I don't know when or why it happened, but at a certain point in my life I saw an octopus and almost shit myself. There is something about the unnatural number of legs covered in suctions cups that just makes me want to crawl out of my skin.
When I try to think back on when this fear may have begun, I remember a reoccurring childhood dream. I am four years old in my bedroom, which I shared with my older sister. From between the few feet of space which snuggly held my twin bed and her convertible couch-into-a-twin-bed, a huge tarantula crawls toward me. It's a five foot tall spider, with eight huge furry legs and a large set of antennas which are aiming straight at me. I vividly remember that giant spider to this day. It was the founder in chief of my fear of spiders and any bug with more than 4 legs.
When I went to "Camp KV For Kids" in Maine (on poor kid scholarship), the mean boys used to pick the legs off of daddy long legs spiders and throw them in my long hair. The legs would keep moving long after the boys plucked them from the bodies because of the spiders nervous systems, so it was especially horrific. This really took my fear of leggy things to a whole new level. To this day if I see a spider in real life or even a photo of one I basically flatline.
I connect my fear of the Octopus to my fear of spiders. My first important memory of an Octopus is from the Disney movie "The Little Mermaid" with Ursula singing "poor unfortunate souls" and then stealing Arial's voice. I don't remember being scared of Ursula at all. Maybe I was young enough that adult rational fear had yet to take over. As an adult I can't even look at pictures of Ursula where her suction cups are showing. Even the cartoon makes me queazy.
A real Octopus is one of the most disgusting creatures I have ever seen. To me, they look like swimming, squishy heads with creepy eyeballs and too many legs that are going to suction onto my head, eat it and kill me. Yes, I do realized that Octopuses don't actually eat or bite humans, but they do in my mind.
This fear effects me more than you would think in day to day life. Basic things like aquarium visits pose a bigger problem than ever. My aquarium phobia started the one time I unknowingly got near a tank with an octopus. That fucker flew out of nowhere and suctioned itself to the glass right in front of my face, almost sending me into a coma. I have to be really cautious now, but really need a huge warning signs that the next tank :could be holding an octopus: (like people with epilepsy get before flashing lights go off.) During our recent trip to Disney Land I almost didn't ride Nemo's submarine voyage. I was bracing for the inevitabel the entire ride, like I was watching one of the Paranormal Activity movies. Thank god there were no animatronic octopuses in that one. It would have been pretty embarrassing to have screamed louder than the bunch of four year olds sitting around us.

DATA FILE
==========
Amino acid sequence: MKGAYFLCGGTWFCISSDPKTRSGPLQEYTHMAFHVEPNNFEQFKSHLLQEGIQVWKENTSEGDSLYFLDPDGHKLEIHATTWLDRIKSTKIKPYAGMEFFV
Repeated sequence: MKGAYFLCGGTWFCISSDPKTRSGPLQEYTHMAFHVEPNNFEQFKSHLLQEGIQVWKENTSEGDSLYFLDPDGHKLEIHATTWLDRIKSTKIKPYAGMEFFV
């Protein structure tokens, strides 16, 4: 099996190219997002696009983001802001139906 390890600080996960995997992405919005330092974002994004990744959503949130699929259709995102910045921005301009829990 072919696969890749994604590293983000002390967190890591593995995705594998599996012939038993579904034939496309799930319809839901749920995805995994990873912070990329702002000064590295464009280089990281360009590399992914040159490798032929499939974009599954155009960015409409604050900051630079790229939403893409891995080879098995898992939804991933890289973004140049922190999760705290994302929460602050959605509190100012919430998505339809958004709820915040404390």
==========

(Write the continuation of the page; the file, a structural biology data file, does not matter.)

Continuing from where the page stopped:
Even grocery shopping can be an issue. My old grocery store sold Octopuses in the seafood department. They used to be sitting there like decapitated heads on crushed ice, each in it's own separate clear plastic bag of tentacles and slime. Whenever I went to get fresh fish or shrimp I had to look in the opposite direction and sprint by them. I had heart palpitations nearly peed myself every time. Once in awhile the Octopus carcasses got moved around and I would find myself starring straight at them. The last time this happened I swear I almost blacked out.
It boggles my mind that people eat octopus and squids and think they are delicious. Once I tried fried calamari to see what all the fuss was about. When I got past the fried part and to the chewy squid body I had to spit out.
Somethings fears in life are temporary. Octopuses are forever.
*****In writing this blog, I tried to search for an image of Ursula from The Little Mermaid. Mixed into the google results were some photos of real life octopuses. I can assure you that I screamed like little bitch, had heart palpitations, and almost threw up, peed my pants and passed out.